Good day to you sir John,
A refrigerator or freezer that doesn't cool well enough may
have a problem with its evaporator coils, condenser, or condenser fan
motor. Frost build-up on evaporator coils, or condenser coils that are
covered with dirt, dust, or lint can reduce how well a refrigerator
can cool. If you notice ice getting thicker on the inside walls, inside
bottom, or inside ceiling of the freezer, you have what is called a
frost build-up. The problem is either with warm, moist air getting in
through an old inefficient door gasket or the defrost system.
Self-defrosting refrigerators have coils and a cooling fan that need
to be cleaned regularly. If the coils get coated with any contaminants,
they may not cool the refrigerator properly. The coils are usually thin
and black and they go through fins that dissipate heat, just like a
car's radiator. They are located behind the lower kick-panel or on the
back of the refrigerator. To clean them, turn the power off and use
coil cleaning brush,
or this condenser
coil cleaning brush
, and your vacuum cleaner. Even if your coils
are below the refrigerator, you won't be able to get to all the condenser
coils from the front, so it's a good idea to pull the refrigerator out
and clean the coils from the front and the rear of the refrigerator.
Give the fan a dusting as well. Sometimes other things can be the reason
behind poor cooling, like the condenser fan motor. Anytime the freezer
fan is running, the condenser fan should also be running.
A frost build-up inside the refrigerator usually means that there is
a problem in the self-defrost system. You may even have damaged door
gaskets. When you open the refrigerator door, you also let in a blast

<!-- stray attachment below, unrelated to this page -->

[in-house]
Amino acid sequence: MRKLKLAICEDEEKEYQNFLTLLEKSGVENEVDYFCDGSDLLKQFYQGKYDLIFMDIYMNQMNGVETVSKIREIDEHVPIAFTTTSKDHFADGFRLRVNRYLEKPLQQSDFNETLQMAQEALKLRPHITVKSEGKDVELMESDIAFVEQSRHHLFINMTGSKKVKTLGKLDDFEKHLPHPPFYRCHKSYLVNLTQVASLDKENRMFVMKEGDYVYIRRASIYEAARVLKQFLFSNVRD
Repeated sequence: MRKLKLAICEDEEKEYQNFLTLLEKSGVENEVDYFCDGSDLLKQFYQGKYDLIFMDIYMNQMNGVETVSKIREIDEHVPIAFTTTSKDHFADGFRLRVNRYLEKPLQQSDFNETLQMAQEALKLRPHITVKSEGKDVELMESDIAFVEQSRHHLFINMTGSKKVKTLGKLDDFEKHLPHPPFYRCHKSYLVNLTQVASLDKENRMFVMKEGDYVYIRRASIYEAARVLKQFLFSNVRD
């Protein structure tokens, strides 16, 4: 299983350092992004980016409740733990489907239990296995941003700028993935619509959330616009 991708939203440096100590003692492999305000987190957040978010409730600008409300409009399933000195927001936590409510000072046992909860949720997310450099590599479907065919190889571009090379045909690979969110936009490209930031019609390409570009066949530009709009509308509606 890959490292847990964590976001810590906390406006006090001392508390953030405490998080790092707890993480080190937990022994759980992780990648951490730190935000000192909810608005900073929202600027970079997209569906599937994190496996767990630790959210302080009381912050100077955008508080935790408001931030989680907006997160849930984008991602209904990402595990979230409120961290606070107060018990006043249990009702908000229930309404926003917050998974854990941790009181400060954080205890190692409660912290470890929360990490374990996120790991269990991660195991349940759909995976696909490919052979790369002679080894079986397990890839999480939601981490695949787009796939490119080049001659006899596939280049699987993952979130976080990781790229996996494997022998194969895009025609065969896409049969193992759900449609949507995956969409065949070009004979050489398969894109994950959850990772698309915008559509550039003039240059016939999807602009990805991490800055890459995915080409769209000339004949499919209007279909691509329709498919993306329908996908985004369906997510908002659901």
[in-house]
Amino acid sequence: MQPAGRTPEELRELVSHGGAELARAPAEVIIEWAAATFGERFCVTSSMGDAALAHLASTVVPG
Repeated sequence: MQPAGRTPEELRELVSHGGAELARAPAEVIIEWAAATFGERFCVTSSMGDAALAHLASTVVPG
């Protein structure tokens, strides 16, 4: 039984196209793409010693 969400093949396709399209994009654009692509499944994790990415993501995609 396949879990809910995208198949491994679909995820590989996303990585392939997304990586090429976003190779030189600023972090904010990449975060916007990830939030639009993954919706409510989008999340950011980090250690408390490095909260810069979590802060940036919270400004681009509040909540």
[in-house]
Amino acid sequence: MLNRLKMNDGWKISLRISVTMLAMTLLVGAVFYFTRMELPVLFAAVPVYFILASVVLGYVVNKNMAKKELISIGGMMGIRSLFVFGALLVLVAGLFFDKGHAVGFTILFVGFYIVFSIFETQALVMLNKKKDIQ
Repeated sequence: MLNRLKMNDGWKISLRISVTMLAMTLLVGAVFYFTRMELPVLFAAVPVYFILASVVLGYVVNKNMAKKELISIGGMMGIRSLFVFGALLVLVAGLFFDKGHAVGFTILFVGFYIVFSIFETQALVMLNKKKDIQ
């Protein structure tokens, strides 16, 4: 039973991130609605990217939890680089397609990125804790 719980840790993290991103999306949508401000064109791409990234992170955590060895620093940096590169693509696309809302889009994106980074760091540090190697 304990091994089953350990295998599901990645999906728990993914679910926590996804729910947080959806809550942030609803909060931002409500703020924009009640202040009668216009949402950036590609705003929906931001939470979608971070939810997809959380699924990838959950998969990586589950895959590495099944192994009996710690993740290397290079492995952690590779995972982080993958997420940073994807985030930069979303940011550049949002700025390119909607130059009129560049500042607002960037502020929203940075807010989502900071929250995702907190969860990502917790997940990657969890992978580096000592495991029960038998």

of warm, often humid air. This moisture usually freezes onto the evaporator
coils immediately. Self-defrost refrigerators are supposed to self-defrost
between two and four times out of every 24 hour time-frame. They basically
turn off for a few minutes several times a day. A defrost heater kicks
on to melt any frost build-up on these coils, which allows the frost
and ice to melt, then it drains off to the pan underneath most refrigerators.
Unfortunately, when a defrost component fails, too much frost builds
up on the evaporator coils. When this happens, the circulating fan can't
draw air over these coils. With no air flow over the evaporator coils,
the refrigerator compartment will lose its cool.
To determine if the self defrost system is faulty, it's best to remove
all the food from the refrigerator and freezer, turn your thermostat
to the Off setting, and just leave the doors open for 24 to 48 hours,
and let the refrigerator defrost. Keep an eye out for an overflow of
water from the drip pan on the bottom of the refrigerator.
After everything has completely melted away, set the thermostat back
to a regular setting. If your refrigerator starts operating properly,
the symptoms lead to there being a problem with one of three other components
in the self-defrosting system, the defrost heater, the defrost timer,
or the defrost thermostat.
If, after testing these components, the refrigerator still doesn't
get your foods cool, there may be a problem with the refrigerant level
and you will need to contact a professional appliance repair person.
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